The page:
Cherokee is a tourist-oriented area, located at the entrance to Great Smoky Mountains National Park and at the southern end of the Blue Ridge Parkway. In addition to the casino, it is the site of attractions such as: * Cherokee Botanical Garden and Nature Trail * Trail to Mount Guyot (Great Smoky Mountains), Mount Guyot * Museum of the Cherokee Indian * Oconaluftee Indian Village * Oconaluftee (Great Smoky Mountains) * Qualla Arts & Crafts Mutual * Oconaluftee River Eastern Cherokee history, culture, and crafts are portrayed in the historical drama ''Unto These Hills'', presented annually during the tourist season. The Cherokee area offers many campgrounds, trails and river adventures. It is also home to three roadside attractions with zoos: Cherokee Bear Zoo, Chief Saunooke Bear Park, and Santa's Land. The zoos have been considered controversial. Bob Barker, a retired game show host and animal rights activist, has called for closing the American black bear, black bear zoos at these attractions. Cherokee Wonderland and Frontier Land were two amusement parks that operated in the area in the late 1960s and into the early 21st century, respectively. The latter was converted into a water park before being closed to make way for development of Harrah's Cherokee. When they were open, both parks featured their own Narrow gauge railway, narrow gauge railroads (named ''Cherokee Wonderland Railroad'' and ''Frontier Land Railroad'').


Notable people

*Walker Calhoun, musician, dancer, and teacher *Amanda Crowe, woodcarver and educator *Raymond Fairchild, banjo player *Charles George, Medal of Honor recipient *Leo Miller (American football), Leon Miller, American football player and lacrosse coach *Clyde Moody, bluegrass music, bluegrass musician *Stan Powell, NFL player for the Oorang Indians *William Holland Thomas, Cherokee leader and Confederate States Army, Confederate general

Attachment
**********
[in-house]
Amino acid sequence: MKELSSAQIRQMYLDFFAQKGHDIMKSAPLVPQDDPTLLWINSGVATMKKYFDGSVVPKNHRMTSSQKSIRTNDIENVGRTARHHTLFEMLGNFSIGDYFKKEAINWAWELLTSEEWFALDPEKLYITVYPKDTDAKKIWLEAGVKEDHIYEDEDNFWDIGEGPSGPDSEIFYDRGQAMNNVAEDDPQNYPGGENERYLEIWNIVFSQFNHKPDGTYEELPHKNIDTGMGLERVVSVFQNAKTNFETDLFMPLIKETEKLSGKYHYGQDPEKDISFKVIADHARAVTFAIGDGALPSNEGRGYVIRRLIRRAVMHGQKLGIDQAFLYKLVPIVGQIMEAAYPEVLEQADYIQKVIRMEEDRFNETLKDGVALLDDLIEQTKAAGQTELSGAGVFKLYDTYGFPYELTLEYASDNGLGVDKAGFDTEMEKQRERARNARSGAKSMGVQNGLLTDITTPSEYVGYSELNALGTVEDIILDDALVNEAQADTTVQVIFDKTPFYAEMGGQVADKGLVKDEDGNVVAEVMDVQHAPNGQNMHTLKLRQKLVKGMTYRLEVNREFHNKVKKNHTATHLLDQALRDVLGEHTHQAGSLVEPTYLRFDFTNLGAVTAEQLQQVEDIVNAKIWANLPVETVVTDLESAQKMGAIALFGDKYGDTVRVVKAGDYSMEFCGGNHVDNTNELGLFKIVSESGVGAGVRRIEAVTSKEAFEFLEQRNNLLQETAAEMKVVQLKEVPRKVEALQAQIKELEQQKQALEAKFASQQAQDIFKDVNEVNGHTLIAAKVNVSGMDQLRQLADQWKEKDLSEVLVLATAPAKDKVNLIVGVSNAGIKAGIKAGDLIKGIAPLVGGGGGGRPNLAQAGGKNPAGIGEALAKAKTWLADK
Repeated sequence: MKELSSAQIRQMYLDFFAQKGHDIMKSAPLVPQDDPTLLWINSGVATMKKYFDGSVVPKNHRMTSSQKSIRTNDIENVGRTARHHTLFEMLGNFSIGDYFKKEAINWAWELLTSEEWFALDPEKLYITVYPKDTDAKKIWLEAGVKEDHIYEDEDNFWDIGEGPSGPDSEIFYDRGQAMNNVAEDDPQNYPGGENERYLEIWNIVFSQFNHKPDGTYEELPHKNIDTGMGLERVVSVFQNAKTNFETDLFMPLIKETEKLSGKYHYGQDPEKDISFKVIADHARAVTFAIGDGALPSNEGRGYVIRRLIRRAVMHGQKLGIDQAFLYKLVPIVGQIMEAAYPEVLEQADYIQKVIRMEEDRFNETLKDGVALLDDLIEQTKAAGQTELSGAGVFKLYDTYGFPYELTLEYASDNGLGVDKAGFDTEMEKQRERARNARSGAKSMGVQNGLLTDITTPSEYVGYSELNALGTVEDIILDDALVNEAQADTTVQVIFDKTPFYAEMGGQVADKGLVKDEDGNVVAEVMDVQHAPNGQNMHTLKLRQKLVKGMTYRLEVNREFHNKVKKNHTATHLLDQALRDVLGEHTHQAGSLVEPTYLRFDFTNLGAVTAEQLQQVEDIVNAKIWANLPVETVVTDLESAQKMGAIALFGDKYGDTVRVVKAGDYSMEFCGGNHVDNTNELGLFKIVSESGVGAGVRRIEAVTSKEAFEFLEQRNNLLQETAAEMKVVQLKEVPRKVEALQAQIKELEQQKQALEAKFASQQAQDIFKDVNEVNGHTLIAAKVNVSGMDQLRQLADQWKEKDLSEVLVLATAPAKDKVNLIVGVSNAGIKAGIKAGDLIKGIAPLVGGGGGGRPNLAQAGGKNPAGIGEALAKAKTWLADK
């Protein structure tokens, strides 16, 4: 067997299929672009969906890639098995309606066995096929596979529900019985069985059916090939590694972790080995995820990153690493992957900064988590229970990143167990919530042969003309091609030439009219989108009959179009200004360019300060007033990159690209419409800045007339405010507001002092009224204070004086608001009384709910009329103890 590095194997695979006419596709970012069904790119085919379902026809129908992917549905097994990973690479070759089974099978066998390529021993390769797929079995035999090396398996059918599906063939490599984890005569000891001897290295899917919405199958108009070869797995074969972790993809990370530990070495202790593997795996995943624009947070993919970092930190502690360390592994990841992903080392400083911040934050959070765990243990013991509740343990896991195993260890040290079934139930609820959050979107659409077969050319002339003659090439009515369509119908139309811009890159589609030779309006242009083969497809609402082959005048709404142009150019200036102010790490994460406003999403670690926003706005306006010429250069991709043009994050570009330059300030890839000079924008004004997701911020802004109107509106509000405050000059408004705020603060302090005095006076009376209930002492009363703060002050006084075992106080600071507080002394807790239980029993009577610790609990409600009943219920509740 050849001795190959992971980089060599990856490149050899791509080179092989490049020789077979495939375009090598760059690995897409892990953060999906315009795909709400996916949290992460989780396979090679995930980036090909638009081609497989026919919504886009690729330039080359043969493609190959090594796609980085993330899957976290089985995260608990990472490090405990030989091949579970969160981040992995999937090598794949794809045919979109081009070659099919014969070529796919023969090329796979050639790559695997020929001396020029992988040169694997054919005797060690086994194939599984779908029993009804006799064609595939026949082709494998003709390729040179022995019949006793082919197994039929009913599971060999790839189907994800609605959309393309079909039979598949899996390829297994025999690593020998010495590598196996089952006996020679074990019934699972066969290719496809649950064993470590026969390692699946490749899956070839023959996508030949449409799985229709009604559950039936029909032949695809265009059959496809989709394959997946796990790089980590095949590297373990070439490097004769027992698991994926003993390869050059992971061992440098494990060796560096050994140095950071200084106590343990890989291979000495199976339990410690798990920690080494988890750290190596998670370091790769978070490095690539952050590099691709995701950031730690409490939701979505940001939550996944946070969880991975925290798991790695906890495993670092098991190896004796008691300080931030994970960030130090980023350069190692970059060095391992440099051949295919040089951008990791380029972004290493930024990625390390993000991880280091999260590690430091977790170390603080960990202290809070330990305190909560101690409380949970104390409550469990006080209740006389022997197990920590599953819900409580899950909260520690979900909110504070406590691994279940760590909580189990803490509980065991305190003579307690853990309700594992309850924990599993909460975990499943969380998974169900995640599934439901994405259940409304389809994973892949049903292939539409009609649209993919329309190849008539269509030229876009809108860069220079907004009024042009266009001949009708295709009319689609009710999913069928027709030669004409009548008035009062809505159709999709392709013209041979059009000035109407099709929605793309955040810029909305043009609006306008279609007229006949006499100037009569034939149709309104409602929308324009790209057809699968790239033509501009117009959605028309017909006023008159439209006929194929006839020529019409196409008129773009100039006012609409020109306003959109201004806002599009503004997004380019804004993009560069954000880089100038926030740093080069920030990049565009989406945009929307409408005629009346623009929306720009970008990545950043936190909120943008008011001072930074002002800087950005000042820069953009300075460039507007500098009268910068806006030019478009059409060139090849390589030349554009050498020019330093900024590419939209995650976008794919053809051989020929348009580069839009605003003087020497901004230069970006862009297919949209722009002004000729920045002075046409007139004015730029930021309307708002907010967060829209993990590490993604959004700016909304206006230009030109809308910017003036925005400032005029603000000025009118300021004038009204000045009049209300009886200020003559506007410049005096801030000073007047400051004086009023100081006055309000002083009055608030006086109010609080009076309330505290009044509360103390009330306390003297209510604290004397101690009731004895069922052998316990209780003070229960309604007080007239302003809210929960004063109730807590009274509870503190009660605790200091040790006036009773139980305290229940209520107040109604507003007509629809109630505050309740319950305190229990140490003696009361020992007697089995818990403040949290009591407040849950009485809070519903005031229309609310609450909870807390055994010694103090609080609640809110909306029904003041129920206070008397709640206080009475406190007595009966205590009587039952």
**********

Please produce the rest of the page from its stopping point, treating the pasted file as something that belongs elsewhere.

Education

Cherokee Central Schools operates the K–12 public schools. Cherokee High School (North Carolina), Cherokee High School is the local high school. The private elementary school, New Kituwah Academy, is based on language immersion in Cherokee. Previously the Bureau of Indian Affairs (BIA) provided educational services, and in their schools students were not permitted to speak Cherokee.


Popular culture

Scenes from movies such as ''Davy Crockett, King of the Wild Frontier'', ''Digging to China'', ''Forces of Nature (1999 film), Forces of Nature'', ''The Fugitive (1993 film), The Fugitive'', and ''Stroszek'' were shot in Cherokee.Locations in Cherokee, NC
from Internet Movie Database


References


External links

*
Cherokee Tourism website

2009 Boundary and Annexation Survey
a U.S. Census map for Cherokee and the surrounding area
The argument for a basic income
{{Authority control Census-designated places in Jackson County, North Carolina Census-designated places in North Carolina Census-designated places in Swain County, North Carolina Cherokee towns in North Carolina Communities of the Great Smoky Mountains Eastern Band of Cherokee Indians Tourism in North Carolina